Extracts – For a longer lasting freshener, place a cotton ball soaked in your favorite extract—orange, peppermint, lemon, or clove oil—inside a small glass jar. Puncture the lid with several holes to allow the fragrance to exit the jar. Secure the lid. Replace as needed.
Coffee – Freshen closets with unused ground coffee. Place several tablespoons into a pair or two of clean socks. Hang the socks in every closet to eliminate old musty odors.
Charcoal – Mold and mildew odors coming from closets, basements, or laundry areas can be eliminated by placing a container filled with activated charcoal in each location.
From minor home repairs to complete remodels, Robert Ferguson has done it all.
Robert&rsquo;s career as a residential contractor has spanned more than 40 years. Robert is now semi-retired. His career provided him with the experience to work on, and complete, home remodeling, repair, and renovation projects.
In 2000, Robert began writing as a way to share his knowledge of the residential home improvement industry. Robert has since written for major branded sites such as Skyword, Pink Plumber, Modernize, DIY guru Bob Vila&rsquo;s website, Family Handyman, Workbench Life, Owners, Dremel, Skil, and Craftsman.
Robert wants to share his knowledge to empower DIY enthusiasts with the expert guidance and educational tools they need in order to take on big or small projects safely with confidence and ease. &nbsp;He has written about everything from auto repair to zoning restrictions to masonry tools for DoItYourself.com.
In his spare time, Robert enjoys Florida beaches, boating, fishing, biking, travel, and gardening. &nbsp;Next on Robert&rsquo;s list? Become scuba certified. Robert is also the owner and main contributor to the menshouldpause.com website, which is currently under construction.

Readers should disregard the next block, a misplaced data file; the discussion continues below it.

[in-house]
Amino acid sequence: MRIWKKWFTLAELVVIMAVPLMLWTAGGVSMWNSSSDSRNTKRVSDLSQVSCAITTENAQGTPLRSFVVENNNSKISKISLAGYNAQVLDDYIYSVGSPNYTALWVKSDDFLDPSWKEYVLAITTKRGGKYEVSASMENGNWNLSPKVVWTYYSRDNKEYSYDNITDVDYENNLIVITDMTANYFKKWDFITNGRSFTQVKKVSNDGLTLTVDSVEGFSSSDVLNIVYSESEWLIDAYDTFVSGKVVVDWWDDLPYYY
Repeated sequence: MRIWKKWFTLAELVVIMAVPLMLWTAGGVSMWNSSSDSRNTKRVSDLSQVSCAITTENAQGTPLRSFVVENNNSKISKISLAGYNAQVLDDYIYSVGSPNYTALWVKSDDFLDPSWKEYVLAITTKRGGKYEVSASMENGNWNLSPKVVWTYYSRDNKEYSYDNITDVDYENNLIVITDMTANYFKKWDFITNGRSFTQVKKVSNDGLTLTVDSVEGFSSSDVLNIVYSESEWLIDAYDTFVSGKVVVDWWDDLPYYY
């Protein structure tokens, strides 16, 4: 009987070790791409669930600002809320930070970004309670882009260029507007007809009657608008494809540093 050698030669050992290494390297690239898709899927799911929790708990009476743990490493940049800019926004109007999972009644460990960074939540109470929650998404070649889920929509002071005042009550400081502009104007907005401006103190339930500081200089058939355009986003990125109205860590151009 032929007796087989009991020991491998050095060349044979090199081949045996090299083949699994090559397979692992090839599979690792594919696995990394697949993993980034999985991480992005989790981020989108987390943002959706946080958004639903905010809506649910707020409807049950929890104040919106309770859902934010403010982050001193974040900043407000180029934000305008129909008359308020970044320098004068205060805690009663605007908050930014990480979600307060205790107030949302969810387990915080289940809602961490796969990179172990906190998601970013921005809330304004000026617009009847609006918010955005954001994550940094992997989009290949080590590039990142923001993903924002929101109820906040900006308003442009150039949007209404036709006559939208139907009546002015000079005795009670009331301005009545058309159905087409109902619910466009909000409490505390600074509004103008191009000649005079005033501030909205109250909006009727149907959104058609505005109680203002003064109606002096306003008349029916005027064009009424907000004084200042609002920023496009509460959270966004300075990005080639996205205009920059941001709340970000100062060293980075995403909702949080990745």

H.R. Helm is an accomplished DIY craftsman. He has been DIY since childhood and is now a septuagenarian. He is experienced in wood and metal construction, having designed and built several houses and metal buildings. He built every permanent building on his current homestead and did all the plumbing and electrical work.
He has several years experience as a professional cabinet builder, and he is an accomplished auto repairman, having operated an auto repair business for many years. He currently has a home shop where he sharpens and rebuilds saws, repairs lawn mowers, mobility scooters, hydraulic jacks, and anything else that comes along. He also builds custom tools for metal working.
Invention prototypes are another of his many accomplishments. He owned and operated a manufacturing business building Compact Utility Vehicles for homeowner use. H.R. enjoys making jams and jellies during fruit season along with cooking meals. He is committed to outdoor cooking in a Bar-B-Q pit he welded together several years ago. He maintains fruit and nut trees along with helping his wife with a vegetable garden. He farmed commercial garden produce for several years. It helps to have over 50 years of farming and ranching experience.
ASE Certified Master Auto Technician
Cross country truck driver -- over dimensional freight
Design Engineer/Project Manager for injection molded plastic company
Bus Driver/Substitute Teacher
Inventor with two patents (weight training &ndash; anti-rollback for manual wheelchair)
BS in Industrial Technology